On the plane, on the way here, I was thinking a bit about the last time I shipped myself off to training camp, and how different of a space my brain is in right now. I was chasing all these carrots, some dangling from ego, from vanity, from shame. I wanted to run well in ironman, I wanted to be able to ride with the big boys, I wanted to not hate the way I looked in running shorts. And all of those things were really motivating, for a while. But now a year has passed and I'm not altogether sure what I am chasing. I talked a couple weeks ago about working on my run, but I'm not sure that's exactly it. Thinking about it on the plane, I was a bit unsettled, but now as I've worked through this week that feeling has melted away. There is so much happiness for me in the here and now of training, I will take a good solid day over a race in a second, sunshine and pedaling and feeling strong, those are my best days, and this week has been full of them (still crooked).
Something I realized, maybe I always get a taste when I train with new people or just remove myself from my tiny bubble of Boulder, is that I love training with people who love to train. There's no bullshit, no whining, no one wants to talk about how they feel, no it's raining so let's just bail to the treadmill or even any discussion about anything except the how and the when, it gets done, check the box and move along. On Tuesday, it was pouring and crazy with rain, we swam in it and then we ran in it. And there was no IF about it, we just changed into run clothes and headed out and you know what, we got the work done and we got a little wet and that was that. No fuss, no muss, I don't think anyone even posted on twitter about how much of a badass they were. I love that, and I think it's something that has maybe been a bit lacking in my environment in Boulder, in my circles, and in my own brain. (The other bike I rode in Hawaii selfie).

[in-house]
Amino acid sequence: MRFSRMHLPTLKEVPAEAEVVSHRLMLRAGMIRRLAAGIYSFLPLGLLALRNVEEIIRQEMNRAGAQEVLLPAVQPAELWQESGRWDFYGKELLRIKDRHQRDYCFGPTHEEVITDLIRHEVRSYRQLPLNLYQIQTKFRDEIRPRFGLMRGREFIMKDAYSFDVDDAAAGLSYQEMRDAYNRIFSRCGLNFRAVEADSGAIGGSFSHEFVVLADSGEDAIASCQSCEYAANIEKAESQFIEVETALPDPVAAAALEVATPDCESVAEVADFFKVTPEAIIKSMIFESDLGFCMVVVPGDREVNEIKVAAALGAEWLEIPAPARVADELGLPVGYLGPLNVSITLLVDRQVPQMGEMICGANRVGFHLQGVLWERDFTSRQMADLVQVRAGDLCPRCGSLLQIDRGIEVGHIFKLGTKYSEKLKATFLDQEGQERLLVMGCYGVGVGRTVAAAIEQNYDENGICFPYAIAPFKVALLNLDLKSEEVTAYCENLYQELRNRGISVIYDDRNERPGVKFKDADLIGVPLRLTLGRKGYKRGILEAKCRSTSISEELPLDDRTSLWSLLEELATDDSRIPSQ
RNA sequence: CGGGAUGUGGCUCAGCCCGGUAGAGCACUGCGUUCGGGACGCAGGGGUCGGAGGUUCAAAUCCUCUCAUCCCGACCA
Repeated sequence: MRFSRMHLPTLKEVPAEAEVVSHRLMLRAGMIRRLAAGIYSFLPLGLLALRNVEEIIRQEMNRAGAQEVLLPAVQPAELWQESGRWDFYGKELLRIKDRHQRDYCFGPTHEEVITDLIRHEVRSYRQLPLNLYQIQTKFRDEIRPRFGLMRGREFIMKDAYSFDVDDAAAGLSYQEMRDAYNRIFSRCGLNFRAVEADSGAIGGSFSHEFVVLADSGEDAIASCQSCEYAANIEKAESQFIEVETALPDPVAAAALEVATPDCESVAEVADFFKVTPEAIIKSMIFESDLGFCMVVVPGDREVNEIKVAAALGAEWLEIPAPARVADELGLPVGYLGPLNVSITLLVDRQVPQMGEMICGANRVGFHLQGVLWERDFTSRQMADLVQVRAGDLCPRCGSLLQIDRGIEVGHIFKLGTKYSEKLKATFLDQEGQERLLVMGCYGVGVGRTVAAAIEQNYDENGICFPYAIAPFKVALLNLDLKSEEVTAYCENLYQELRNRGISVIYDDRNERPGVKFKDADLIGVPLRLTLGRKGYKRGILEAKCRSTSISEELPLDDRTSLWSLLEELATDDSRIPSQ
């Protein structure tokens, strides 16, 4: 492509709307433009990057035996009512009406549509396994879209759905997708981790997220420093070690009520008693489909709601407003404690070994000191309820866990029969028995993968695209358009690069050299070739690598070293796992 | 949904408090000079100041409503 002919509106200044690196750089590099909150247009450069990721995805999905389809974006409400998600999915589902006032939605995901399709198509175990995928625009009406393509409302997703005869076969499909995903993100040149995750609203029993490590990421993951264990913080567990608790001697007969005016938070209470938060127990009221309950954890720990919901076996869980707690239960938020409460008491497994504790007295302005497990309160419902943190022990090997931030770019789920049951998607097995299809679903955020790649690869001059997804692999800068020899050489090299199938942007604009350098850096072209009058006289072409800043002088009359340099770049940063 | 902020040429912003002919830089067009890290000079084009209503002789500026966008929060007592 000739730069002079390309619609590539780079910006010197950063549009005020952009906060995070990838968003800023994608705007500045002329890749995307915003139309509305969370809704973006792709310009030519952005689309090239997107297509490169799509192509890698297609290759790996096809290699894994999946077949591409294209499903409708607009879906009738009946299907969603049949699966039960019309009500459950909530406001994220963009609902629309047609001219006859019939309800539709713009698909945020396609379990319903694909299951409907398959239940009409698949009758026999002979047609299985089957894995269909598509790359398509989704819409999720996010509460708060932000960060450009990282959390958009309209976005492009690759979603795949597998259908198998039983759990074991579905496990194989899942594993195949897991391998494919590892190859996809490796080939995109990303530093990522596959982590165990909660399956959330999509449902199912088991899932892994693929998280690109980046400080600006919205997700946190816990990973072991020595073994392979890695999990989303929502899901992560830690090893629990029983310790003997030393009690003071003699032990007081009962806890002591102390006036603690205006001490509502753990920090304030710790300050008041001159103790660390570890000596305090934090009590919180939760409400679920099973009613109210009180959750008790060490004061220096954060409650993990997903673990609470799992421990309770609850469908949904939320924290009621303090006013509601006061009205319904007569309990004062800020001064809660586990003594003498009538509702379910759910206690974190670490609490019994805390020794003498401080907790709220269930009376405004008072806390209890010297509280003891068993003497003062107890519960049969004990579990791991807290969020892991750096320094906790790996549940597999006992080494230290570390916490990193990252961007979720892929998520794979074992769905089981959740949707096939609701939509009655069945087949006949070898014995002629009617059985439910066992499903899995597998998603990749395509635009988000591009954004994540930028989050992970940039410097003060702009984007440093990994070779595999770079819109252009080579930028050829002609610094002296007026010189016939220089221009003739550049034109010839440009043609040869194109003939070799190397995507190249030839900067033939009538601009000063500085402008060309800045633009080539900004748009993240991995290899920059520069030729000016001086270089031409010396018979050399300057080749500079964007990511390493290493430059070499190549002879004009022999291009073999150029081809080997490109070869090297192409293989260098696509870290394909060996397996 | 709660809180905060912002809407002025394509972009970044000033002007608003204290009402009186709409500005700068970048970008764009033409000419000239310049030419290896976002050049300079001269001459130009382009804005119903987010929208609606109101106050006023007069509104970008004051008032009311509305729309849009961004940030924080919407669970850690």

We did two long rides while I was here. I spent some time in the first hour, especially on the second day, with a feeling that I recognize and it's called you guys I am really not sure I can push the pedals like this for the next four hours but both days, I was surprised to find that I could hang. I was more than fine. On the second day I chased a paceline that broke away too quickly for me to really be able to latch on but I chased it for 30+ minutes anyway, and I found that could push myself in a way I honestly didn't know that I could do. But here's the fun. Now? I know.
That feeling, realizing that, it comes with a truckload of emotional garbage. It's startling, and also I feel a bit silly, but it also opens my eyes super wide to the potential that might be out there for me. One of my biggest takeaways from this week, I think, is busting through all the crap that I've been thinking about myself as an athlete. For months, even for years, all these things that I have believed about myself - they are just plain old not true. It's that simple. Michelle is strong as fuck and yes, we were doing a nice long aerobic ride and I was saving plenty of watts by glomming on her delicious wheel, but I hung onto that sucker and after the initial oh shit oh shit oh shit faded away, it didn't even hurt that much to do so. Ceiling, shattered. (And then there were donuts in the bike-to-swim transition area because Michelle is goddamn amazing).